The talented Bennett fuels her fiction with secrets—first in her lauded debut, The Mothers (2016), and now in the assured and magnetic story of the Vignes sisters, light-skinned women parked on opposite sides of the color line. Desiree, the “fidgety twin,” and Stella, “a smart, careful girl,” make their break from stultifying rural Mallard, Louisiana, becoming 16-year-old runaways in 1954 New Orleans. The novel opens 14 years later as Desiree, fleeing a violent marriage in D.C., returns home with a different relative: her 8-year-old daughter, Jude. The gossips are agog: “In Mallard, nobody married dark....Marrying a dark man and dragging his blueblack child all over town was one step too far.” Desiree's decision seals Jude’s misery in this “colorstruck” place and propels a new generation of flight: Jude escapes on a track scholarship to UCLA. Tending bar as a side job in Beverly Hills, she catches a glimpse of her mother’s doppelgänger. Stella, ensconced in white society, is shedding her fur coat. Jude, so black that strangers routinely stare, is unrecognizable to her aunt. All this is expertly paced, unfurling before the book is half finished; a reader can guess what is coming. Bennett is deeply engaged in the unknowability of other people and the scourge of colorism. The scene in which Stella adopts her white persona is a tour de force of doubling and confusion. It calls up Toni Morrison’s The Bluest Eye, the book's 50-year-old antecedent. Bennett's novel plays with its characters' nagging feelings of being incomplete—for the twins without each other; for Jude’s boyfriend, Reese, who is trans and seeks surgery; for their friend Barry, who performs in drag as Bianca. Bennett keeps all these plot threads thrumming and her social commentary crisp. In the second half, Jude spars with her cousin Kennedy, Stella's daughter, a spoiled actress.

Kin “[find] each other’s lives inscrutable” in this rich, sharp story about the way identity is formed.

Pub Date: June 2, 2020

ISBN: 978-0-525-53629-1

Page Count: 352

Publisher: Riverhead

Review Posted Online: March 15, 2020

Kirkus Reviews Issue: April 1, 2020

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More Hallmarkiana, from a shameless expert in the genre.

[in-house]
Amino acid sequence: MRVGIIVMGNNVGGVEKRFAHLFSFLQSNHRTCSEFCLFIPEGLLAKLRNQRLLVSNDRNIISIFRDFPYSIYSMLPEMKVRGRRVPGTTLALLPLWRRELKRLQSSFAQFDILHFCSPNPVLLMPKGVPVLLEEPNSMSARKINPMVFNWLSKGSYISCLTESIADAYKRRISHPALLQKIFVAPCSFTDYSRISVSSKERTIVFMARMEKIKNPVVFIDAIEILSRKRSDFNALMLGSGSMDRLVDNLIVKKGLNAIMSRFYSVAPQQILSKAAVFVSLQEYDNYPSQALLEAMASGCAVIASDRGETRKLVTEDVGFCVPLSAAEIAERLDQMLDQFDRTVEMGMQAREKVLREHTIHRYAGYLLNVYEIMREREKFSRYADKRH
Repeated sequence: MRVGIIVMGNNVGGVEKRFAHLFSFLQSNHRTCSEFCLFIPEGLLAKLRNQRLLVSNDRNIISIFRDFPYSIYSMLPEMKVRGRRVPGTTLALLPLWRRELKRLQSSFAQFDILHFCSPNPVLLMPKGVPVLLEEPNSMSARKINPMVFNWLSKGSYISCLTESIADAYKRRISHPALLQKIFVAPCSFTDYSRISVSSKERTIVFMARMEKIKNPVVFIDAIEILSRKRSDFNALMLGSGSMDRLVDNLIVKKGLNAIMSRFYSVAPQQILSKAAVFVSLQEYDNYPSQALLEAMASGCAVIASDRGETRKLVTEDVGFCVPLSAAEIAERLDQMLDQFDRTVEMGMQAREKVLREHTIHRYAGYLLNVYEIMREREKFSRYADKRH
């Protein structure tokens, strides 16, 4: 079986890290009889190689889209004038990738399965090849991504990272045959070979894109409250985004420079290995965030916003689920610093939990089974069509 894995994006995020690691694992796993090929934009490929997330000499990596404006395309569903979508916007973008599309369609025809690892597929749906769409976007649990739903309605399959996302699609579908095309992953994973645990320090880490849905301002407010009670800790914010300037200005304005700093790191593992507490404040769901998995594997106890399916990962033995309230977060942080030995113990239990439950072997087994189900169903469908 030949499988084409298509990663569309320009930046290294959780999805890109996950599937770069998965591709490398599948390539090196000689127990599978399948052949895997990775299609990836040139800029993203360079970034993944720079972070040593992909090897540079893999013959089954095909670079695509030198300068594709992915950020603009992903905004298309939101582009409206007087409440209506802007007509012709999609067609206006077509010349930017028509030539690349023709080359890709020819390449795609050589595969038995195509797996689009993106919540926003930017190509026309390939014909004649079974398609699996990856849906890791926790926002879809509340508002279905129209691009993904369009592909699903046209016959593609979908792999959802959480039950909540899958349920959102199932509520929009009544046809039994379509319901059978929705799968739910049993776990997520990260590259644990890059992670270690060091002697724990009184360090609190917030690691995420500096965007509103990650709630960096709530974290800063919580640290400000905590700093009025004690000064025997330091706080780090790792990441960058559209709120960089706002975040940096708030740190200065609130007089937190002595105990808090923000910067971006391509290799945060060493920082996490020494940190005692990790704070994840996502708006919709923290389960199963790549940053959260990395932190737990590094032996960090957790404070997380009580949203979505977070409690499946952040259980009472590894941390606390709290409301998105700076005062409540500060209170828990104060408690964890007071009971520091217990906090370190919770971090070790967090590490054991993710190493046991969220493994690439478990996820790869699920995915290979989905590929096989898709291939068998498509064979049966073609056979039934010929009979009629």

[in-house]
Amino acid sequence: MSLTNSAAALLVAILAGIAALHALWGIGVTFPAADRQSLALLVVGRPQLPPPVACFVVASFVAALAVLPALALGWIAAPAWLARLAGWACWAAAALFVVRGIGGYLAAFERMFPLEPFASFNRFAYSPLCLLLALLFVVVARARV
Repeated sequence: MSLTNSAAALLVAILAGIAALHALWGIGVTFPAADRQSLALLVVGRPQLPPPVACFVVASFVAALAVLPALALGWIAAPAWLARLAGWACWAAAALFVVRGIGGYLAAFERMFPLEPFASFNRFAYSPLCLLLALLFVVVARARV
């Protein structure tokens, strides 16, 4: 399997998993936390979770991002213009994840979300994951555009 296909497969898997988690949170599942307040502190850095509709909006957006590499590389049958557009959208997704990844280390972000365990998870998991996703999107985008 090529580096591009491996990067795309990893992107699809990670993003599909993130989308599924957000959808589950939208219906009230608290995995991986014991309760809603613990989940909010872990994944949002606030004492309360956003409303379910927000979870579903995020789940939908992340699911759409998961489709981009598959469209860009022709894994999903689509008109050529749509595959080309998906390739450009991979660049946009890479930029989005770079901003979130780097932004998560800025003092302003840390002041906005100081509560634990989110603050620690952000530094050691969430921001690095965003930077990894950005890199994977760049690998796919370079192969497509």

High-stakes weepmeister Sparks (A Walk to Remember, 1999, etc.) opts for a happy ending his fourth time out. His writing has improved—though it's still the equivalent of paint-by-numbers—and he makes use this time of at least a vestige of credible psychology.

That vestige involves the deep dark secret—it has something to do with his father's death when son Taylor was nine—that haunts kind, good 36-year-old local contractor Taylor McAden and makes him withdraw from relationships whenever they start getting serious enough to maybe get permanent. He's done this twice before, and now he does it again with pretty and sweet single mother Denise Holton, age 29, who's moved from Atlanta to Taylor's town of Edenton, North Carolina, in order to devote her time more fully to training her four-year-old son Kyle to overcome the peculiar impediment he has that keeps him from achieving normal language acquisition. Okay? When Denise has a car accident in a bad storm, she's rescued by volunteer fireman Taylor—who also rescues little Kyle after he wanders away from his injured mom in the storm. Love blooms in the weeks that follow—until Taylor suddenly begins putting on the brakes. What is it that holds him back, when there just isn't any question but that he loves Denise and vice versa-not to mention that he's "great" with Kyle, just like a father? It will require a couple of near-death experiences (as fireman Taylor bravely risks his life to save others); emotional steadiness from the intelligent, good, true Denise; and the terrible death of a dear and devoted friend before Taylor will come to the point at last of confiding to Denise the terrible memory of how his father died—and the guilt that's been its legacy to Taylor. The psychological dam broken, love will at last be able to flow.

More Hallmarkiana, from a shameless expert in the genre.

Pub Date: Sept. 19, 2000

ISBN: 0-446-52550-2

Page Count: 352

Publisher: N/A

Review Posted Online: May 20, 2010

Kirkus Reviews Issue: July 15, 2000